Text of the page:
So here's a page on my early cartooning career from 1979 – 80 at the Province, the Vancouver Sun and the Victoria Times, added to my False Starts page....
Somebody in Taoyuan (a suburb of Taipei in the R.O.C.) has put up a sort of 'tribute site' using watercolours from my old book British Columbia in Watercolour (1993). There's your opportunity to see some of the pictures from that out-of-print book, which I've never put onto the web myself. (I suppose, technically, I should care that this has been done without my permission, but it's been done with respect and ... this is the 21st century, right?)
... another addition to the oil-painting page and...
... a quest to find a recording of the Okanagan [or O.K.] River Boys, a country band that played in the Boundary country in the late '40s and early '50s. Colin Preston, CBC archivist, wrote me to say, "No luck, I'm afraid. I consulted with the plant's musical history guru, Lee Rosevere, as well. We all drew a collective blank." Anybody have a copy tucked away? More information on the band is midway down this page.
...and a good article updating the information on Finn Slough ...
|The logo of the Grandview Heritage Group, coloured up.
I drew it more than a year ago with brush and ink:
This is the group I'm very involved with on various projects, detailed here.
There have been some very interesting additions to the Vanishing BC parts of this site:
• a 1970s colour photo of the CPR Hotel in North Bend
• a vintage wrecked house, which may be an Eaton's kit, in the ranchland east of Rock Creek
• rehabilitation of the Johnny Ward House in Yale and news of the 150th anniversary celebrations of the Cariboo wagon road
• news about work at Tranquille, near Kamloops, including restorations of some of the buildings
• sad news (with photos) that a slide has wiped out one of the buildings at Camp Defiance on the Hope-Princeton highway.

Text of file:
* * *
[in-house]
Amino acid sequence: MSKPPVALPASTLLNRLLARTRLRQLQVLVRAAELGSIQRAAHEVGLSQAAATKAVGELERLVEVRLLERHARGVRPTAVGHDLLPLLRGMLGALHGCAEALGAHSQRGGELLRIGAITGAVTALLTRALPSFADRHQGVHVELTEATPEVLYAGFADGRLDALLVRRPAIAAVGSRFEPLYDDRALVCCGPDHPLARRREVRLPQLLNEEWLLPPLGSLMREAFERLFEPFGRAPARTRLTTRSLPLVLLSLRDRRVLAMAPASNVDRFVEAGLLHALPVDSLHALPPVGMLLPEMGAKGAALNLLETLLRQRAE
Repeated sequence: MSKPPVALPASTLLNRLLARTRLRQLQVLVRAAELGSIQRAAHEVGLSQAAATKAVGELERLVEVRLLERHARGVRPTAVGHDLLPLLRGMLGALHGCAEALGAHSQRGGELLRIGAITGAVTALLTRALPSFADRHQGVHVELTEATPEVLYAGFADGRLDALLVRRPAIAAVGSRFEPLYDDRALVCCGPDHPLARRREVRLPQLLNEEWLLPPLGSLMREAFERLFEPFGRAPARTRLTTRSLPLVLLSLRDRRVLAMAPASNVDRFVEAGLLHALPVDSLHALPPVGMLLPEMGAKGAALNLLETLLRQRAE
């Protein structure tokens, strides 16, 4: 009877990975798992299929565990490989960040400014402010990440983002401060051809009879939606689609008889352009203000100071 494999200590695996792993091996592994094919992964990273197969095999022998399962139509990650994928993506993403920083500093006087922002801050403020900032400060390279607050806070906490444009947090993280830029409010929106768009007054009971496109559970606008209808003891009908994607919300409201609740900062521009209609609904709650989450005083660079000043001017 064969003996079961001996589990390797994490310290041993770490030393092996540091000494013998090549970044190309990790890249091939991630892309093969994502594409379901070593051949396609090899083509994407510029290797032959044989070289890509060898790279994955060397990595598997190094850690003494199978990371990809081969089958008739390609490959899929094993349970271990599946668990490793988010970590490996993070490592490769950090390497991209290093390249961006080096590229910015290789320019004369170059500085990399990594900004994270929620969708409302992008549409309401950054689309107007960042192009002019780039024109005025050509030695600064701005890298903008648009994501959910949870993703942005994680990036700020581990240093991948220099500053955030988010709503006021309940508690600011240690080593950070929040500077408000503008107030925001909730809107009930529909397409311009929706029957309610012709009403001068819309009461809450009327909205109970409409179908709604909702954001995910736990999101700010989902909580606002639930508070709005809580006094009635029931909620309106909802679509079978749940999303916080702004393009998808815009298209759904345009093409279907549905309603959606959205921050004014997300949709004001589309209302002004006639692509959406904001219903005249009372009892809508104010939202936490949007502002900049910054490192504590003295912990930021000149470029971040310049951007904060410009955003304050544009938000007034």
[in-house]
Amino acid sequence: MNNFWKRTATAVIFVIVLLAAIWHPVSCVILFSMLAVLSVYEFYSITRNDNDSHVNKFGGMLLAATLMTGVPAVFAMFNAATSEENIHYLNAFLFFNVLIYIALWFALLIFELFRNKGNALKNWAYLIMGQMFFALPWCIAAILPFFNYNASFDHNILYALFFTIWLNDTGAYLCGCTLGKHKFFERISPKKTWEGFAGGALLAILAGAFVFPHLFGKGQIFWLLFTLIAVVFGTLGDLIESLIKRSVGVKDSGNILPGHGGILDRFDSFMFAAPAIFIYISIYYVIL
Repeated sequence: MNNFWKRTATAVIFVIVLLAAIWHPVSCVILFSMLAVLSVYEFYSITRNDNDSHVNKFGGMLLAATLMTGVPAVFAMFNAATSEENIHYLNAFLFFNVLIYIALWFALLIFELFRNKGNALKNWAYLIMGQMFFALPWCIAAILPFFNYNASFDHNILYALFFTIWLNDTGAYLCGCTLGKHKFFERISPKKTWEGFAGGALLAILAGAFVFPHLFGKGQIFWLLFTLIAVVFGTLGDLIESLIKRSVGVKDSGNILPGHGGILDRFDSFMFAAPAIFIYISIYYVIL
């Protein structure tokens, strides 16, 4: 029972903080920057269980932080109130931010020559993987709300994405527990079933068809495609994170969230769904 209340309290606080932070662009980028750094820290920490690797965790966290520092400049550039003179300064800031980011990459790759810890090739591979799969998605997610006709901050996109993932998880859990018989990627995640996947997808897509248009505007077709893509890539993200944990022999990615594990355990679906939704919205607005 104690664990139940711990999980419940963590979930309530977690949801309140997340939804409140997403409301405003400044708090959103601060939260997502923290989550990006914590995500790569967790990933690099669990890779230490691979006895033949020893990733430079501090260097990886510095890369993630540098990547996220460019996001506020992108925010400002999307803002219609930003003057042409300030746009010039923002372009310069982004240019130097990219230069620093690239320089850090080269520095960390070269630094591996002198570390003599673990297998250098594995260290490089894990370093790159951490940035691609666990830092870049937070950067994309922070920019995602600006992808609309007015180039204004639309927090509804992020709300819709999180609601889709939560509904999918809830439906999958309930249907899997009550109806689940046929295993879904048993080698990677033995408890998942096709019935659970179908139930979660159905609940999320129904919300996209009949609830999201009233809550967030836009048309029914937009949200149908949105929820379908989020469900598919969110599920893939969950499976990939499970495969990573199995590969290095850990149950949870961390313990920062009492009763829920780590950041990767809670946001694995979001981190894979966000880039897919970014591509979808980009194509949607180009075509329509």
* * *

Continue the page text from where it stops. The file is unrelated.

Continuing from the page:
|A research project on a separate blog site called Vacant
Vancouver. (Which is going nowhere as of the end of the
month! – please send in data!)
It's an attempt to crowdsource a map of the vacant houses in the city, as part of the ongoing debate about whether Vancouver's neighbourhoods, both downtown condo and single family, are being depopulated as a side effect of international real-estate speculation.
|Do all artists grimace involuntarily when they're
painting a grimacing or laughing face? Looks like I do...
I've been working with artists Victoria Oginski and Penny Street on the restoration of an old bakery company mural on the sidewall of a building in Vancouver. The sign is probably from the 1920s and is one of the last of hundreds, maybe thousands, painted in the city generations ago. It emerged from beneath a coat of stucco a few years ago and had deteriorated dramatically, with paint falling off and fading. We set out to stabilize the surface, preserving the original paint and patina, then adding just enough paint to bring the design back to life.
The restored sign is below. Victoria Oginski is the mural specialist of the team: a good example of her work is on the sidewall of Drive Organics, in the greenway at Napier and Commercial in Vancouver.
(photo on the left by Penny Street)